# CS 679 Project - Subdivision Surfaces

Bonny Liu

I have implemented 4 subdivision schemes for my project:

• Catmull-Clark
• can handle interior cases, boundary cases and extraordinary vertices
• Peter
• can handle interior points
• Loop
• triangulation
• can handle interior cases, boundary cases and extraordinary vertices
• Modified Butterfly
• triangulation
• can handle interior cases, boundary cases and extraordinary vertices

## Catmull-Clark

• I used the extraordinary point coefficients from the original paper
• Catmull-Clark works well on quadrilateral meshes
• works poorly on some of the triangular meshes (with many extraordinary vertices)
• may easily create artifacts like ripples and ditches around the extraordinary vertices

Here is an example (a cube) of the Catmull-Clark scheme:

Original Cube
One level of subdivision
Two levels
Three levels
Four levels
Four levels of subdivision with normals. The vertex normals are obtained by averaging the normals of adjacent triangles.
Another example (to illustration the boundary cases are handled correctly):
Original patch
3 levels of Catmull Clark subdivision

## Peter

• does not necessarily always provide smooth looking surfaces
• may have spiky points resulting from the original face mid-point
• needs many levels of subdivision
• easy to implement
Cube, 6 levels of Peter subdivision

## Loop

• works on triangular meshes therefore needs to triangulate model first
• triangulation - by joining face mid-point with the corners.
• works fairly well in general
• most of time, it smooths out significantly more than Catmull Clark.

## Modified-Butterfly

• works on triangular meshes therefore needs to triangulate model first
• interpolating scheme - therefore the quality is highly model dependent
• I first used mid-point triangulation. Since it's an interpolation scheme, it tries to interpolate the midpoints, which are not necessarily meant to be on the surface.  Therefore I tried the "Zig-Zag" triangulation, however this triangulation is not symmetrical.

Note: "Zig-Zag" triangulation is not symmetrical in general, both with Loop or Modified butterfly scheme.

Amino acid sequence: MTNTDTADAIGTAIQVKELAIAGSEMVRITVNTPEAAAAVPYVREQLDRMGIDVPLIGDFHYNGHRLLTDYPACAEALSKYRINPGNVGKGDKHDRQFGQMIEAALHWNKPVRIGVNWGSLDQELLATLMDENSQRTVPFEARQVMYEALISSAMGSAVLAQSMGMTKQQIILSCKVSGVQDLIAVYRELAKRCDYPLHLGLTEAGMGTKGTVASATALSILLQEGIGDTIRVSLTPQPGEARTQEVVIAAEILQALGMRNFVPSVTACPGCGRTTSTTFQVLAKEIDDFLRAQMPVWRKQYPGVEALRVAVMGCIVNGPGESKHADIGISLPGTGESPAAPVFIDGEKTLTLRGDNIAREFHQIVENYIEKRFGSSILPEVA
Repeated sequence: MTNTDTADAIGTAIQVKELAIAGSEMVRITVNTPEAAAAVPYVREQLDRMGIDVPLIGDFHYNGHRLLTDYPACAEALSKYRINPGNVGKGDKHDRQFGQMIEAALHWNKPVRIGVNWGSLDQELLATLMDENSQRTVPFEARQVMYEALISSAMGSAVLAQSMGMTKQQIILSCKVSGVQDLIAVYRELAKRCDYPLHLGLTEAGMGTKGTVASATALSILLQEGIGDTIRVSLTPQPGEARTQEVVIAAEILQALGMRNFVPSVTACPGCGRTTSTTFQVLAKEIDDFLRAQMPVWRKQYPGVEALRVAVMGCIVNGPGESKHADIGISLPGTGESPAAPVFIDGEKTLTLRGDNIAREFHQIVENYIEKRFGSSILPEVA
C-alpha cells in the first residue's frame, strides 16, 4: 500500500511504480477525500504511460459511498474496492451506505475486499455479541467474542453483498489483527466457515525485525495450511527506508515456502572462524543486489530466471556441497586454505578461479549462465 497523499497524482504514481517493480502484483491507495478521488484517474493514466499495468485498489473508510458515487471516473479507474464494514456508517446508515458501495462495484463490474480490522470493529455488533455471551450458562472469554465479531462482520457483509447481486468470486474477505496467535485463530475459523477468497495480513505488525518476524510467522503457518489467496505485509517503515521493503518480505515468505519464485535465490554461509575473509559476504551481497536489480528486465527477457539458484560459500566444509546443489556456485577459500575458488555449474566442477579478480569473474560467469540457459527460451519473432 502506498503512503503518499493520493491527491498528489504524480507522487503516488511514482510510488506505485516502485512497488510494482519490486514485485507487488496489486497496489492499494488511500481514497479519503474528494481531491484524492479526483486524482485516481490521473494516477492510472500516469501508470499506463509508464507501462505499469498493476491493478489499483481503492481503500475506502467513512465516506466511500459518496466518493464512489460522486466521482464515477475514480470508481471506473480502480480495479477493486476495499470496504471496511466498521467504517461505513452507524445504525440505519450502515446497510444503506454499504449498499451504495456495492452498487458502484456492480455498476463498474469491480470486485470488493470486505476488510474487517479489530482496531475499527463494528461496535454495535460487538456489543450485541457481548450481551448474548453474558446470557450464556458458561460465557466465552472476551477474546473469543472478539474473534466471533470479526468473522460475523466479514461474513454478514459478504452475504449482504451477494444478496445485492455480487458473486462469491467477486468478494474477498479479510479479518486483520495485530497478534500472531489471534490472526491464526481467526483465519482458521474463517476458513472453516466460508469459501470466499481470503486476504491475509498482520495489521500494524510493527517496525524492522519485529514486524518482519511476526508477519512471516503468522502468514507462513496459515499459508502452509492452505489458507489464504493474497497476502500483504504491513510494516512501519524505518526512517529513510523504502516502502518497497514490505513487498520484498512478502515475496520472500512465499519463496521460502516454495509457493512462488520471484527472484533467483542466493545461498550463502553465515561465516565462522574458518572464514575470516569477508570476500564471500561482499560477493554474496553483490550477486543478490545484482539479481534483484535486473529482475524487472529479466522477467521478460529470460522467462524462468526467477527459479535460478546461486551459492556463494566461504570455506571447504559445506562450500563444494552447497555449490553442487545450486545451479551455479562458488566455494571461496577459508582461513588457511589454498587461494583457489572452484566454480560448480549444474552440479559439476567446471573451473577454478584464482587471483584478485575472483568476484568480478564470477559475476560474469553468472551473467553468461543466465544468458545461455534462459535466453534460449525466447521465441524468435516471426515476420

The followings are subdivisions of Loop and Modified Butterfly schemes. (Cube)  They are to illustrate the difference of the two triangulation methods.Modified Butterfly (4 levels, Zig-Zag triangulation)
Loop (3 levels, Zig-Zag triangulation).  NOTE: might be hard to see, but it's not symmetrical
Modified Butterfly (4 levels, mid-point triangulation) NOTE: it tries to interpolate the face mid-points.
Loop (3 levels, midpoint triangulation)

I have compared the above schemes using some models:

• dualtetra.obj

Original model
Catmull Clark (3 levels)
Peter (6 levels)
Loop (3 levels)
Modified Butterfly (4 levels)

• tree1.obj
Original model
Catmull Clark (3 levels)
Peter (3 levels)
Loop (3 levels)
Modified Butterfly (3 levles)

Observations:
• Peter scheme doesn't provide a smooth surface as others
• Loop smooths out a lot more than Catmull Clark
• Modified Butterfly looks the closest to the orginal shape because it interpolates rather than approximates

• venusm.obj

Original Model

Catmull Clark (2 levels)

Peter (2 levels)
Loop (2 levels)
Modified Butterfly (2 levels)

Observations
• Loop scheme look the best.
• Catmull Clark doesn't look as good probaly because the original model is in triangular form and hence create many extraoridinary vertices
• Modified Butterfly tries to interpolate all the points and therefore doesn't necessarily provide "visual" smooth surface.
• In general, Loop scheme performs the best.

#### Assumptions of my program

• convex polygons
• each face must be >= 3 vertices
• counterclockwise ordering
• all edges have only up to 2 adjacent faces
• no "double-sided" polygons

Special thanks to Ian Bell and Vincent Ma for their help.